Burn girl helps Christmas candle fire safety campaign

Image caption,
Dorah has been flown to London by the charity Children of Fire

A teenager from South Africa who survived severe burns is helping the London Fire Brigade raise awareness of the dangers of lighting candles at Christmas time.

At the age of six months Dorah Mokoena lost her nose, eyelids, and a bone in her forehead in a fire started by a candle in a squatter camp.

She was flown to the UK in 1998 to have reconstructive surgery.

Now 16, she is in London to help the brigade's Christmas safety campaign.

With 1,300 home fires a year caused by candles in the UK, the "so beautiful, so lethal" campaign is aimed at highlighting the dangers of lighting candles at home.

After cigarette lighters, they are the second highest cause of fire injuries in the UK, London Fire Commissioner Ron Dobson said.

'Extremely courageous'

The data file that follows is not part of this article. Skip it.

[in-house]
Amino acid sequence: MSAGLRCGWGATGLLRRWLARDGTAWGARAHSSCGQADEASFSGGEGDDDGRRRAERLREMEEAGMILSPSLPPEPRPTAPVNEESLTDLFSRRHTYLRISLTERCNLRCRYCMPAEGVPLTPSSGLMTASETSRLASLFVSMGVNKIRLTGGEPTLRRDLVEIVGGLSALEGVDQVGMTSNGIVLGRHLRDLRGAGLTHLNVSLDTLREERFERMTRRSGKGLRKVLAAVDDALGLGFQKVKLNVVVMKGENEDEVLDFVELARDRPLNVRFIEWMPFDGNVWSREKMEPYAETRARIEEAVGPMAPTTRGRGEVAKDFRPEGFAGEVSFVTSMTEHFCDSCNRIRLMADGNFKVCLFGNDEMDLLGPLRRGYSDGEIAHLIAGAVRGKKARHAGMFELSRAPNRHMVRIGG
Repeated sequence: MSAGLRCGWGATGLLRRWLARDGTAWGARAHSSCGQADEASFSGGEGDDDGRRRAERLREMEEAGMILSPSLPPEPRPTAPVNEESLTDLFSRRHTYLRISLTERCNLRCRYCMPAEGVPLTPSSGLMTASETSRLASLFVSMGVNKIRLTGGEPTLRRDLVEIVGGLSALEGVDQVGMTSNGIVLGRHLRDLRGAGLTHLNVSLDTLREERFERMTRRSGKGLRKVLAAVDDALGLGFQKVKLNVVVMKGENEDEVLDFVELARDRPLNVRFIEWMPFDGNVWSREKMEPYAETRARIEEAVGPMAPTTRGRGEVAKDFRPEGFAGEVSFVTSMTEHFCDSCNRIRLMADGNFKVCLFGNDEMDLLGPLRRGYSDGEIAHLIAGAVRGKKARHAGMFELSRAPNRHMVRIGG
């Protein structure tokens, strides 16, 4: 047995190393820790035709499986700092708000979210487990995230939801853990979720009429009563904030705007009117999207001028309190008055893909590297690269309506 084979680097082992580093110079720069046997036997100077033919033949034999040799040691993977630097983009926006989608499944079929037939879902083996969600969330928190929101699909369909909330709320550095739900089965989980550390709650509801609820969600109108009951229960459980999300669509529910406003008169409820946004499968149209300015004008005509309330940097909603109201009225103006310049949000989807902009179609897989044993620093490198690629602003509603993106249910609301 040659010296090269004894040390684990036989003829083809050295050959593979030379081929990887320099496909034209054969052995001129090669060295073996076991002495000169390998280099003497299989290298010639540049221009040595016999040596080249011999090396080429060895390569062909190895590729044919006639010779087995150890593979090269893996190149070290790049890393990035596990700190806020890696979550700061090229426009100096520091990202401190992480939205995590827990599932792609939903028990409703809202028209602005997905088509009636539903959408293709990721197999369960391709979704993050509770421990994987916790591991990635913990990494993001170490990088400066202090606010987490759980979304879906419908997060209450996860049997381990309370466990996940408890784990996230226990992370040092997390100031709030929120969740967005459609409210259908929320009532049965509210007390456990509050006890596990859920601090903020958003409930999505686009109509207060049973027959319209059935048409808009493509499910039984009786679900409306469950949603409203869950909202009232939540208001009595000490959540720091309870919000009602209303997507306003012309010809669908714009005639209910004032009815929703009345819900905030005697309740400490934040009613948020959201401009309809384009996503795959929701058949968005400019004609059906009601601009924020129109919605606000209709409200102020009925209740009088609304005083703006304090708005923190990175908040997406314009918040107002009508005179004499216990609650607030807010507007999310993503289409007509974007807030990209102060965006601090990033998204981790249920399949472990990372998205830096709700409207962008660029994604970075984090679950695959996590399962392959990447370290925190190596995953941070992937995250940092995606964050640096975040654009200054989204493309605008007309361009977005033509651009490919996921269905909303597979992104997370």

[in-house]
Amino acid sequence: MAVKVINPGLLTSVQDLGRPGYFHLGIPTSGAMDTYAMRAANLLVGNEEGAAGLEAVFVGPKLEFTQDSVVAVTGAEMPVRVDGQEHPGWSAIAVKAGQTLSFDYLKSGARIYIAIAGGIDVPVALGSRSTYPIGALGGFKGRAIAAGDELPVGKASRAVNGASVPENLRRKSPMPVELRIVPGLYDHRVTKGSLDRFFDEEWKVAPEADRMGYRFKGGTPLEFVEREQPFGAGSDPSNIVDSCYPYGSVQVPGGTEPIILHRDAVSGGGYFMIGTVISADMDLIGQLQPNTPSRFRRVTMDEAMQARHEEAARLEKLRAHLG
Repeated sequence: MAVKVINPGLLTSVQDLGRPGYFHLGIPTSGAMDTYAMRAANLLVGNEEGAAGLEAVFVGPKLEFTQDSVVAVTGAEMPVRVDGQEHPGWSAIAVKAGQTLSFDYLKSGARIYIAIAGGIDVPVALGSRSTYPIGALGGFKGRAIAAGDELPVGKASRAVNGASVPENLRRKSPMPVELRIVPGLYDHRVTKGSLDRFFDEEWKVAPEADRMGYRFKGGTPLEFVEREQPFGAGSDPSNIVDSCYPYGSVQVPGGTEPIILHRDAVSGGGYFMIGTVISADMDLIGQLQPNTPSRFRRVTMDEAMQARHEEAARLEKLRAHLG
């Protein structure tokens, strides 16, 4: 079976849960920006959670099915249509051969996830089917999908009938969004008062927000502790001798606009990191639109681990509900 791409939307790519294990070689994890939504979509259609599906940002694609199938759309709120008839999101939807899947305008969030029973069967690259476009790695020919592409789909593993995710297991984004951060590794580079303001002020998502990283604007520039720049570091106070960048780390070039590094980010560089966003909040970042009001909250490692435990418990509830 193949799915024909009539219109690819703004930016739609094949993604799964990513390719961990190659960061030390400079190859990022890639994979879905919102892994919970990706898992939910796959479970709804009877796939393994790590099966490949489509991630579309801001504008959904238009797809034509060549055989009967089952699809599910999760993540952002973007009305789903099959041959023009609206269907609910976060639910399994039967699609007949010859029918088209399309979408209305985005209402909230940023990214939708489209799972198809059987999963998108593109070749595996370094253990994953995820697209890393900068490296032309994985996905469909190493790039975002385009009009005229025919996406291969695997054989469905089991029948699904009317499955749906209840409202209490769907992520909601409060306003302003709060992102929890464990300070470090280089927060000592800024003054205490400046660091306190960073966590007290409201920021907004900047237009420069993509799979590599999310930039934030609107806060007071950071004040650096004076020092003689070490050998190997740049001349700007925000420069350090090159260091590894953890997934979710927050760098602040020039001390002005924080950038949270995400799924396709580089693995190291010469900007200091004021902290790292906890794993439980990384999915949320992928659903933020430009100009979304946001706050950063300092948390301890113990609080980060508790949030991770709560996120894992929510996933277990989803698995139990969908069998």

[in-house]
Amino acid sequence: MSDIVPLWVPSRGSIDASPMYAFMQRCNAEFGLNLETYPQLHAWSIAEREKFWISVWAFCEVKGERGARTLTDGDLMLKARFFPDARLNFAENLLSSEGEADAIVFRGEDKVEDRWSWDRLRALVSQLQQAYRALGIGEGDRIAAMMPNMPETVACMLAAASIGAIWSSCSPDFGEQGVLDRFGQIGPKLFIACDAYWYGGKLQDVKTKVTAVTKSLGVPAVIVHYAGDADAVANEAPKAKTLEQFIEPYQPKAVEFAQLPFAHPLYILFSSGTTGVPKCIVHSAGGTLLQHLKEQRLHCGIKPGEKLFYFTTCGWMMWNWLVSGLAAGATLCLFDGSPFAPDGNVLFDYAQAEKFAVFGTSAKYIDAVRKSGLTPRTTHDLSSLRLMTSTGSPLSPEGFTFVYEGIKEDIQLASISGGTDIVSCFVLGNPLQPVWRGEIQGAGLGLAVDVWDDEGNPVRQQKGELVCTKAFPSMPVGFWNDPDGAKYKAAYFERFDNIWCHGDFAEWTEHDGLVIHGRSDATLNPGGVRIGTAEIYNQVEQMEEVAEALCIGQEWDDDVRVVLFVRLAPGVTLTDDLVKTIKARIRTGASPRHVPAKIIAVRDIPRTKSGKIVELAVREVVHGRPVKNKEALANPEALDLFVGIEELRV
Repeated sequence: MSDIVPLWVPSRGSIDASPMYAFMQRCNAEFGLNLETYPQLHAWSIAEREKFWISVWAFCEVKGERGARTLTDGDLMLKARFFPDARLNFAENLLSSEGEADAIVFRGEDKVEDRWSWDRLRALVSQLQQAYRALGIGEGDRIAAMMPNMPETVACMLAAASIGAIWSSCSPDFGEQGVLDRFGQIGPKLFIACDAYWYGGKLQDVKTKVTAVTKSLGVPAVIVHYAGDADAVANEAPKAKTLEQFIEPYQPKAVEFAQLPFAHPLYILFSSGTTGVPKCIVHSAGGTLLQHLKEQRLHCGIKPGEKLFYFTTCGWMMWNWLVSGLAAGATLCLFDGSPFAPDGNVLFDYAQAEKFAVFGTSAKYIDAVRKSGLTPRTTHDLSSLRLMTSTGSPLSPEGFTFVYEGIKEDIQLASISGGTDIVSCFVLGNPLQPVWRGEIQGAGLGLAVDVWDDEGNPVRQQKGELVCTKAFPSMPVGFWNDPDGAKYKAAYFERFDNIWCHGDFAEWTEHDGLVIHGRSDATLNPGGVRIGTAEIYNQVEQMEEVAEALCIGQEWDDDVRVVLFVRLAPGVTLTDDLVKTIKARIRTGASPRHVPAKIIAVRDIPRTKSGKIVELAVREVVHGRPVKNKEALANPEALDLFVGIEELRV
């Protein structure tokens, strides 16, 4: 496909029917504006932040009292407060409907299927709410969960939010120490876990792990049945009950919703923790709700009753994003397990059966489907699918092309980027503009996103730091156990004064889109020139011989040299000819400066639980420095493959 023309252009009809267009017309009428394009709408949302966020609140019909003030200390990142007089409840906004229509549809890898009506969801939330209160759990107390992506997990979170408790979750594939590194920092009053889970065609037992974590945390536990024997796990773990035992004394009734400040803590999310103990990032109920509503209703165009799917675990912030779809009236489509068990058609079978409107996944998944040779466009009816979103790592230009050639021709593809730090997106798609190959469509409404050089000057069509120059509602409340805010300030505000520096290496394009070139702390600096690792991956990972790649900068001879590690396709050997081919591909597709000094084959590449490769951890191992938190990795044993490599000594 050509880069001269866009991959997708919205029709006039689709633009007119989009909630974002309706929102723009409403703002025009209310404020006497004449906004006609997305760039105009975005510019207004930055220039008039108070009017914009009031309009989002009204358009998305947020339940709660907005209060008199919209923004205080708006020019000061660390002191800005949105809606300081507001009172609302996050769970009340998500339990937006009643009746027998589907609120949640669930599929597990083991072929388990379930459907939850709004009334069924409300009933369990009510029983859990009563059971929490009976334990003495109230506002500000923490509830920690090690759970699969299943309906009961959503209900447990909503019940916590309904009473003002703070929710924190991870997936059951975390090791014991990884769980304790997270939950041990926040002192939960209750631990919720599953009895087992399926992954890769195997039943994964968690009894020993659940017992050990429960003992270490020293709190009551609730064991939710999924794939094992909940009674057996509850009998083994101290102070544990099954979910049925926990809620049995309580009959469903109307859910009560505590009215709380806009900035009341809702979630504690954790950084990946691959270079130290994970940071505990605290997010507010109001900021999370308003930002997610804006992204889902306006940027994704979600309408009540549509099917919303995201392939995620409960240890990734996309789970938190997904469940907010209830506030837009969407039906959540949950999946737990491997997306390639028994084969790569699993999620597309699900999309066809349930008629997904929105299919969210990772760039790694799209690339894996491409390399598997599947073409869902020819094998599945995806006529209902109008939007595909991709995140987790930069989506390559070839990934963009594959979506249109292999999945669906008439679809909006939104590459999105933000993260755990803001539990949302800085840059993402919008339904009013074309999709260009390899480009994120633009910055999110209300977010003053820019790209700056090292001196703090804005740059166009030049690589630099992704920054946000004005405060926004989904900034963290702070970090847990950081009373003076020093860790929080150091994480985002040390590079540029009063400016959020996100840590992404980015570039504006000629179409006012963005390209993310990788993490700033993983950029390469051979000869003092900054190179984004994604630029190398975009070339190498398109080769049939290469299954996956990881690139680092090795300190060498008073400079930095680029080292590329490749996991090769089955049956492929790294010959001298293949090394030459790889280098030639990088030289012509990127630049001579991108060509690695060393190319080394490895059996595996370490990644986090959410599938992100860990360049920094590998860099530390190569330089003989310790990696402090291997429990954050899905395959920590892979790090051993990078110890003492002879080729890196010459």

He added: "Dorah is an extremely courageous young woman and it is an absolute tragedy that she was so seriously injured by fire.

"I am so pleased she is helping us to highlight the fire dangers posed by candles."

The brigade has recommended that people place any candles in a fire resistant holder.

Candles should never be left unattended, even for a moment, or left too close to items like Christmas trees, curtains or clothing.

Dorah has been flown to London by the charity Children of Fire, which also arranged for her treatment in the UK in 1998.

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